The idea behind McKinney Senator Ken Paxton's proposed legislation really is pretty ingenious. The whole school-choice voucher idea -- essentially a guise to funnel public money to religious schools -- invariably runs afoul of constitutional challenges. So, lately, that movement has shifted its strategy quite successfully by avoiding public coffers altogether. Some experts call it the "neo-voucher."
At least eight state legislatures have passed bills allowing folks to donate to "nonprofit organizations" that set up scholarships in exchange for a tax-credit voucher. That way, tax revenue destined for the treasury instead winds up with nonprofits who disburse the money as they see fit. Nobody has successfully challenged their constitutionality in court so far. The idea, ostensibly, is to pluck students out of failing public schools and place them in private ones they couldn't otherwise afford.
It's the kind of free-market solution that's found sturdy support from the American Legislative Exchange Council, the conclave of business interests and legislators from which spring draft legislation like shoot-first-ask-questions-later "Stand Your Ground" laws. Historically, though, it hasn't always worked out to the benefit of the students who could use a hand up the most. According to a New York Times investigation last year, the money has gone to kids already enrolled in private schools. It's gone to religious schools teaching its students that the Antichrist will eventually control the world. In some instances, the donors' cash was eventually funneled back to their own kids.
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At a recent Texas Tribune conference, even Governor Rick Perry's own former education commissioner warned of the potential for fraud when unaccountable nonprofits get their hands on all that cash. "Whether it's public funds or it's siphoned off tax dollars that go into a 501 (c) 3 and they get to hand out the money, the potential for fraud is incredible. Those checks are going to go out and they're going to find out that those kids don't actually exist, as we have with charter schools in the past," former education commish Robert Scott said.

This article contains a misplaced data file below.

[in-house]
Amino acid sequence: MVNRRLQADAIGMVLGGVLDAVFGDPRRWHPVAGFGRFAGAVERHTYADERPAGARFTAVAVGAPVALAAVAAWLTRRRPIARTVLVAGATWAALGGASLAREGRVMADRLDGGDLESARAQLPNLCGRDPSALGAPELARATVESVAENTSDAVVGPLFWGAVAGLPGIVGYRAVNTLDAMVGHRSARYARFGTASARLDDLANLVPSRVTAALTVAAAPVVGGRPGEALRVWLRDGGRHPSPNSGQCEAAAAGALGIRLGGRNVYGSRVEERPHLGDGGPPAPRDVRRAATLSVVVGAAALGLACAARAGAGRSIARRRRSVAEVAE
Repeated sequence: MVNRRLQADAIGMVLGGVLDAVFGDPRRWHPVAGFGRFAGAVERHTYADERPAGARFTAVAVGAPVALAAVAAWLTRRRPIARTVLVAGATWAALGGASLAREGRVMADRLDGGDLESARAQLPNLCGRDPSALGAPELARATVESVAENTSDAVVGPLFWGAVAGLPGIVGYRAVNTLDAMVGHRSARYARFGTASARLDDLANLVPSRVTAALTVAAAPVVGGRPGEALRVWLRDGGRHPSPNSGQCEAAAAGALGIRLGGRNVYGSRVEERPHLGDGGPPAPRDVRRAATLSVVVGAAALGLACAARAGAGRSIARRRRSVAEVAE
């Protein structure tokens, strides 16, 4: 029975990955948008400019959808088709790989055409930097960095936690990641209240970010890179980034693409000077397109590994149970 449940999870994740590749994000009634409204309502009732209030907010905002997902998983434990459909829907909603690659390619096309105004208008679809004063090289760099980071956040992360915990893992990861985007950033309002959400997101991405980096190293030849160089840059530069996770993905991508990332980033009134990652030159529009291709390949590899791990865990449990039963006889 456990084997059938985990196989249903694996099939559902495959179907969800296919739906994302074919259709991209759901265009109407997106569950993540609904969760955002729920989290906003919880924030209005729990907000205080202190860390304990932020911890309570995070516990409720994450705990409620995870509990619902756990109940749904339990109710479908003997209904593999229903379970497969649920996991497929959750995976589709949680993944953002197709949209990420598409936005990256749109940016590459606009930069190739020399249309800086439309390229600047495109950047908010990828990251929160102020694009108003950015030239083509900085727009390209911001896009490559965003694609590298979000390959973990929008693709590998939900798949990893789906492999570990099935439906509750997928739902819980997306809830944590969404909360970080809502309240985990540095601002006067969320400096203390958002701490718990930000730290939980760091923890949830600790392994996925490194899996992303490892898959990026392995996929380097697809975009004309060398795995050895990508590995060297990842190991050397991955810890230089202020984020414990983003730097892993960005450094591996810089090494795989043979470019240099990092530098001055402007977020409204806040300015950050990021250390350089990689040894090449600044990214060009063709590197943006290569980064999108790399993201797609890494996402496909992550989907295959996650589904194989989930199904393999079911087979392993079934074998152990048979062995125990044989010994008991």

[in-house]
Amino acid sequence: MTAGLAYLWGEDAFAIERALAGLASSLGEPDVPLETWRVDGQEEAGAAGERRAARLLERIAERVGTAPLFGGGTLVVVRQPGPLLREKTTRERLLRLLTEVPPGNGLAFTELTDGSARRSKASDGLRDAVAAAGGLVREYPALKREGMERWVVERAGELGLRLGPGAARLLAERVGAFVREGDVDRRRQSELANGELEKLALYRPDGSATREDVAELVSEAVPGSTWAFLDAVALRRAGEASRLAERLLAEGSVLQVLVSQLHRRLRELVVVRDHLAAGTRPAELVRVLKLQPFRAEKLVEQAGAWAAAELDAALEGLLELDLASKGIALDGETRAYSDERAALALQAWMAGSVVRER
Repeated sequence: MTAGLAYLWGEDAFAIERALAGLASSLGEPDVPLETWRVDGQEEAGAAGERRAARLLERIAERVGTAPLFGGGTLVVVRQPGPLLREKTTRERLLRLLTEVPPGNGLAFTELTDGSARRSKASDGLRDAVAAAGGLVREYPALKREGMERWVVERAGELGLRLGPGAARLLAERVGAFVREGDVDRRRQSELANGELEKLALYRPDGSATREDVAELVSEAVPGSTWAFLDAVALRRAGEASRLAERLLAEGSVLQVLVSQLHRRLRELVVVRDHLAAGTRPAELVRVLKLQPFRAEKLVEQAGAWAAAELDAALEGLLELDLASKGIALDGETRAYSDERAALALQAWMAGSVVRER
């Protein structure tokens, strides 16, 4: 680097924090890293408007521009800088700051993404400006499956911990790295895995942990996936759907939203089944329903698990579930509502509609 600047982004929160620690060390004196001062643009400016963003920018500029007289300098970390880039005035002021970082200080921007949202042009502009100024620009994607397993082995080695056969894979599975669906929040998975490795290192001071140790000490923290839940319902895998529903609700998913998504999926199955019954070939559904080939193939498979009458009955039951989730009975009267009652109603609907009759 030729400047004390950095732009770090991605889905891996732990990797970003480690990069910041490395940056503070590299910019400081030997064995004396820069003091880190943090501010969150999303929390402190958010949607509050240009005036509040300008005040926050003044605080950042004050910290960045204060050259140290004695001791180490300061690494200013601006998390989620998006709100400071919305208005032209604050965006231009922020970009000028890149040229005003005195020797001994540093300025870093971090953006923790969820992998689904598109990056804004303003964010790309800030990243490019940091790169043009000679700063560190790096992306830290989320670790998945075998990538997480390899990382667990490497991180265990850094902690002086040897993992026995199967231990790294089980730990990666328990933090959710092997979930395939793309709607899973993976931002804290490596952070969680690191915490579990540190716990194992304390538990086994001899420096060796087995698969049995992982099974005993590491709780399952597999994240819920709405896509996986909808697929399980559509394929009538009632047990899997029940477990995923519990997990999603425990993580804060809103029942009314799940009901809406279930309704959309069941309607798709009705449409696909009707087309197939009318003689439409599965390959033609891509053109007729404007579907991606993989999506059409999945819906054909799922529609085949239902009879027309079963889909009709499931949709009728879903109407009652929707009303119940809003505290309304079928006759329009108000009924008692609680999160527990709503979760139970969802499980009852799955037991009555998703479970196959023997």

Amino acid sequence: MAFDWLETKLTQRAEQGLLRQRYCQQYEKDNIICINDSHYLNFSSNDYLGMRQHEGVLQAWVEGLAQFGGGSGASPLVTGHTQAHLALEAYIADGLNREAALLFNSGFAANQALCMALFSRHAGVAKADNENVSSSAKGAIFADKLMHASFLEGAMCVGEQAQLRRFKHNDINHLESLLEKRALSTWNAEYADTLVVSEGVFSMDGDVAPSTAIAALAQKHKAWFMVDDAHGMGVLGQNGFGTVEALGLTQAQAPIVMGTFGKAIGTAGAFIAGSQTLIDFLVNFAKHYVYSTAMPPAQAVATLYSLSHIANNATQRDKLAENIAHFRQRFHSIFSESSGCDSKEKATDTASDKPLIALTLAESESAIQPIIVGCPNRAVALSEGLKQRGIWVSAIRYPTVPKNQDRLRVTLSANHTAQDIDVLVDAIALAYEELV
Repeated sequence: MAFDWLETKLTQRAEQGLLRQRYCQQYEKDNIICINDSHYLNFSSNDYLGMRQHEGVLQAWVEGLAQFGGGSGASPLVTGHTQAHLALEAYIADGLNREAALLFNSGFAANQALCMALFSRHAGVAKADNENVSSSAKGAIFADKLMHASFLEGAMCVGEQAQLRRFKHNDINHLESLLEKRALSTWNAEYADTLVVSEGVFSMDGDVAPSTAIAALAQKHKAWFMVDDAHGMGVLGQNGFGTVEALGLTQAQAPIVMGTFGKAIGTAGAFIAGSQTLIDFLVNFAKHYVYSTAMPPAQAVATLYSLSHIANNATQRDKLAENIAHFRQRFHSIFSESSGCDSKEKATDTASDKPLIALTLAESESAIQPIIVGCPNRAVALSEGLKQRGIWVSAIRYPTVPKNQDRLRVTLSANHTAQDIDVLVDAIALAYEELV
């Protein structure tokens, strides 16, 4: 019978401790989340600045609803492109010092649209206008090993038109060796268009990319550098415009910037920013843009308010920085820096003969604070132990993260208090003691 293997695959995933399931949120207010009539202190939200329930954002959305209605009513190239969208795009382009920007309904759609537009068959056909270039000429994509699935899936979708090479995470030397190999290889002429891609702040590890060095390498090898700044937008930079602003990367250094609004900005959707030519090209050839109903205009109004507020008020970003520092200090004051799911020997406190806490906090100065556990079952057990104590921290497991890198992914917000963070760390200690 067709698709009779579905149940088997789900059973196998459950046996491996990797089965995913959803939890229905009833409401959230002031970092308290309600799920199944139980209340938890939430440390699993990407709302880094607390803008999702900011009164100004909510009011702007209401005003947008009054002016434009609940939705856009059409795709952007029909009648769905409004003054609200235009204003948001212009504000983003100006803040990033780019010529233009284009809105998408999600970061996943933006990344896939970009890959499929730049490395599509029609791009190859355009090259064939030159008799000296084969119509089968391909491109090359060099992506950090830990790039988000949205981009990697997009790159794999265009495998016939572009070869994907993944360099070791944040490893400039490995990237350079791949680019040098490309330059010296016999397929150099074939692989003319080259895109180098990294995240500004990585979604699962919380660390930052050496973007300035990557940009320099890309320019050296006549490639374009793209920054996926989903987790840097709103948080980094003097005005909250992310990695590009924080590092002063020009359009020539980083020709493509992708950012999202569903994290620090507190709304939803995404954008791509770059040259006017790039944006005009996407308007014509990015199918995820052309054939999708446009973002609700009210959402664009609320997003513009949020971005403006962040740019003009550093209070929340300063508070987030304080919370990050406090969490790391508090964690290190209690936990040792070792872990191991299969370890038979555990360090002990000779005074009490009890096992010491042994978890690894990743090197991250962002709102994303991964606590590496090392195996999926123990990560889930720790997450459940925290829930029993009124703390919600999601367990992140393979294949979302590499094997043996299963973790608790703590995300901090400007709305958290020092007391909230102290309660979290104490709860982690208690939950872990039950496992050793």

Paxton's bill may avoid at least some of the worst excesses wrought by tax credit vouchers. Donations can't be awarded based on athletic prowess. Nor can a nonprofit funnel scholarships to one particular school. But these organizations need only spend a quarter of annual revenue on scholarships for "economically disadvantaged students" who attend failing public schools. About whom the rest of the money goes to, the bill says very little. There's nothing in the law that prevents a student who is already enrolled in a private school from qualifying for a scholarship.
This kind of program does have budget implications, which won't go unnoticed in a state where deep budget cuts have resulted in teacher layoffs. As of last year, it was estimated that some $350 million has been diverted from public coffers in eight states under the various tax credit voucher laws.